Success stories and exciting news

Welcome to this page where we would like to share with you the outcome of research projects that have used CMM capabilities and resources in one or another. We try to highlight stories along The University of Queensland's (UQ) strategical areas from science and sustainability to health and humanities, in the hope that by sharing these stories others might be inspired to get in contact with us.

UQ Impact Areas:

  • Leading healthy lives
  • Building better bioeconomies
  • Achieving resilient environments and livelihoods
  • Designing technology for tomorrow
  • Transforming societies

CMM’s infrastructure enables a wide range of researchers and companies to generate new insights in their research and development area eg. Environment, Agriculture, Food, Health, Energy, Defence, Engineering, Infrastructure, Education (Inspire, MyScope) and professional learning to name a few.

Furthermore we want to share smaller success stories around Microscopy, Imaging and Spectroscopy, all around structure research and determination of our physical reality of existence of matter from the micro-meter to the sub nano-meter atomic scale. Motto: “How do you know unless you see/look”.

Please come and find out more, be inspired and learn how UQ researchers and external clients from CMM create change. (See also UQ's research impact webpage).

UQ researchers solve a 50-year-old enzyme mystery

The CMM was recently involved in a study published in the Journal Nature and led by UQ’s Professor Luke Guddat.

This study combined cutting-edge techniques such as cryo-electron microscopy and X-ray crystallography to reveal the complete three-dimensional structure of acetohydroxyacid synthase, an enzyme involved in the early stages of the biosynthesis of three essential amino acids – leucine, valine and isoleucine and a major target for herbicides and anti-tuberculosis treatments.

An additional important technique used in this study has involved the newly installed Refeyn oneMP mass-photometer in our QBP facility to demonstrate the change of the oligomeric state of the enzyme that is triggered by the presence of ATP.

This study paves the way for UQ researchers to use mass-photometry in their research.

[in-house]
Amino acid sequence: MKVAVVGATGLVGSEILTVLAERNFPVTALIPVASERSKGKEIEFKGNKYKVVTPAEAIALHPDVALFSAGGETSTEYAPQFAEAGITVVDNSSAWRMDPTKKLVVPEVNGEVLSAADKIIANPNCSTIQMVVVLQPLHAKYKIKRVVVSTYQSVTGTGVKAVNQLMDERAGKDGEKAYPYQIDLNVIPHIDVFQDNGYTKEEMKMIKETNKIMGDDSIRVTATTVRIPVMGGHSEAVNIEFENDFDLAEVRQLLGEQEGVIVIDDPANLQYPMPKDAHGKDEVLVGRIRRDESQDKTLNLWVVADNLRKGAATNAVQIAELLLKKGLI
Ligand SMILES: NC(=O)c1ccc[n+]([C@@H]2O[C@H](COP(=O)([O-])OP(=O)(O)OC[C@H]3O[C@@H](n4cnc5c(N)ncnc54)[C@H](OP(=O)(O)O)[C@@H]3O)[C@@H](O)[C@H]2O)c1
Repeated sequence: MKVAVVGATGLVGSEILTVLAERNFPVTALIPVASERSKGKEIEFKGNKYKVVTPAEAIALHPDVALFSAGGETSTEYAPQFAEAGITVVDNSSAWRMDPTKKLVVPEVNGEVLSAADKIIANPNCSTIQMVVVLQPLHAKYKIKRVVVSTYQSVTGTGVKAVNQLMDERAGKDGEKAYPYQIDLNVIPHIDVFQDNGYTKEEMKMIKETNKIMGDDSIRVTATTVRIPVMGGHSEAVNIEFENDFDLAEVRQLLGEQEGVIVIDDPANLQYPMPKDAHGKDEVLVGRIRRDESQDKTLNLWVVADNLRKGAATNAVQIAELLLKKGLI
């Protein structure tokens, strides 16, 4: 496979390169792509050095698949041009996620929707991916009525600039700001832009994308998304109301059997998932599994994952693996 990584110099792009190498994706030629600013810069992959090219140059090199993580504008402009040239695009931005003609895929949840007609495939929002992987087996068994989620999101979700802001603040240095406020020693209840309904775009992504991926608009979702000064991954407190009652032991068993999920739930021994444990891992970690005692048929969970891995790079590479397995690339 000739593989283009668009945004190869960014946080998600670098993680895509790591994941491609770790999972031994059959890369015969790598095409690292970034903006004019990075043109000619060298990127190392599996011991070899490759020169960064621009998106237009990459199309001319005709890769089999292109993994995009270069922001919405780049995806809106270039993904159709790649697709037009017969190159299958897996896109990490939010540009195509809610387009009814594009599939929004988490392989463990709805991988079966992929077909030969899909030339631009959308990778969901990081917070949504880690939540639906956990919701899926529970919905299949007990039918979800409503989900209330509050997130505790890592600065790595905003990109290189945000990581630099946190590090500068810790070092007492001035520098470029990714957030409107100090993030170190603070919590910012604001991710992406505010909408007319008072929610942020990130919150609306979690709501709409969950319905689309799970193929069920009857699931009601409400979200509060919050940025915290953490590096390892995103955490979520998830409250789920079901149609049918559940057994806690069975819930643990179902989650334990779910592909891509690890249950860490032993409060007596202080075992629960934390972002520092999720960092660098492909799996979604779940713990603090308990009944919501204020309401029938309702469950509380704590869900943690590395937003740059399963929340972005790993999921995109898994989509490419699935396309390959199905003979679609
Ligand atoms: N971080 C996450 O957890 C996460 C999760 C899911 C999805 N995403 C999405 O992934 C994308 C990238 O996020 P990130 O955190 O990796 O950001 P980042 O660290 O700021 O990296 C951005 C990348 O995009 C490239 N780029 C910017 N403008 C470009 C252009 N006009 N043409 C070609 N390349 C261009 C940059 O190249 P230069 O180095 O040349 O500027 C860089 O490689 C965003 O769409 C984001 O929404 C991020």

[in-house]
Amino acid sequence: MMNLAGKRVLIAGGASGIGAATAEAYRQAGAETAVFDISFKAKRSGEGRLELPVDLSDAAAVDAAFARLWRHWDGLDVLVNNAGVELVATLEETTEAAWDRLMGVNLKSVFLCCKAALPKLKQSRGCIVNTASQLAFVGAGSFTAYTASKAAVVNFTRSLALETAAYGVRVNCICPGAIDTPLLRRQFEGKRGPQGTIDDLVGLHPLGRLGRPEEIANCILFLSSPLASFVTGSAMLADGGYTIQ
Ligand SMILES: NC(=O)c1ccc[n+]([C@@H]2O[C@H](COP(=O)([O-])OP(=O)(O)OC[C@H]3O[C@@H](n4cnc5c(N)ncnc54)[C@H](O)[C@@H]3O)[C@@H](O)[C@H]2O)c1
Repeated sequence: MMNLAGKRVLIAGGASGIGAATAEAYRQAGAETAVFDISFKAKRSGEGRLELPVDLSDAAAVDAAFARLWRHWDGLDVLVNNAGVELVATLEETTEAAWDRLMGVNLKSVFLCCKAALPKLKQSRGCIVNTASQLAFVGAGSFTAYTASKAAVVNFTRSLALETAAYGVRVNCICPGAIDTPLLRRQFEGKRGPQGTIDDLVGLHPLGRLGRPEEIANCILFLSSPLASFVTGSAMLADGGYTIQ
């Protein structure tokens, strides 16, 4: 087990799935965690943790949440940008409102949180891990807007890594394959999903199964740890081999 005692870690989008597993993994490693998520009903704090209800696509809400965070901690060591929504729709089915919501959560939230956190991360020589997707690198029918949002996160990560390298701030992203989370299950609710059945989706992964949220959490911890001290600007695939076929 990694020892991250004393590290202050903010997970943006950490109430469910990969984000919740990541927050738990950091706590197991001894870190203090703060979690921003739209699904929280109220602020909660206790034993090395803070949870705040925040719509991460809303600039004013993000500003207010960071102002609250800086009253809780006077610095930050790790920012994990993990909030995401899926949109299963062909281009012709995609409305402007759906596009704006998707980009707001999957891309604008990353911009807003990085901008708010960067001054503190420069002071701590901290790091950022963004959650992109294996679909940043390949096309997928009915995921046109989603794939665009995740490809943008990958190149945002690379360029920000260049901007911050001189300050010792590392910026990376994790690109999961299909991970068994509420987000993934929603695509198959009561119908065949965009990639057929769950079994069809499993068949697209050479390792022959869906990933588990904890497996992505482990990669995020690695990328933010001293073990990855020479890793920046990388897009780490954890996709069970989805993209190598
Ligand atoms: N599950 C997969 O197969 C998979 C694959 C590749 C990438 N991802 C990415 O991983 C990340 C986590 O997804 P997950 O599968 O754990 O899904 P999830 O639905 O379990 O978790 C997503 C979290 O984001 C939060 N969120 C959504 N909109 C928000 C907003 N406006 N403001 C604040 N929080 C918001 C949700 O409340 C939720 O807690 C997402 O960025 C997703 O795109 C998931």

The research paper can be accessed on the Nature website (DOI: 10.1038/s41586-020-2514-3).

(Read full article).

Common drug could improve cancer treatments

Colour-enhanced TEM image of a killer cell (red) attaching to a cancer cell (pink).

The anti-nausea and anti-psychotic drug, prochlorperazine (Stemetil), could be repurposed to make antibody treatment of tumours more effective. The research team from the Universities of Queensland, Sydney and Newcastle, and the Princess Alexandra Hospital is led by A/Prof. Fiona Simpson.

Antibodies designed to attack cancers stick to particular proteins on the surface of the tumour cells and cause these cells to die. This occurs via a process called natural killer cell-mediated antibody-dependent cellular cytotoxicity (ADCC). The more protein molecules there are on the surface of the cell the more places there are for the antibodies to stick, making the treatment more effective.

These protein molecules normally carry signals from the outside of the cell to the inside. Prochlorperazine was found to temporarily block the movement of these proteins into the cells leaving more on the surface where they can stick to the antibodies resulting in increased cell death. By combining antibodies and prochlorperazine, the researchers have also shown that the current variations in treatment effectiveness can be overcome.

(Read full article).

Solar technology breakthrough at UQ

Professor Lianzhou Wang and his team.

A research team led by Professor Lianzhou Wang has set a world record for the conversion of solar energy to electricity via the use of nanoparticles called ‘quantum dots’.

When exposed to solar energy these dots pass electrons between one another generating an electrical current.

The National Renewable Energy Laboratory in the US recognised the world record of 16.6% efficiency – the previous record in quantum dot solar cell category was 13.4%.

“This new generation of quantum dots is compatible with more affordable and large-scale printable technologies. The near 25% improvement in efficiency we have achieved over the previous world record is important. It is effectively the difference between quantum dot solar cell technology being an exciting ‘prospect’ and being commercially viable,” Professor Wang said. 

(Read full article).

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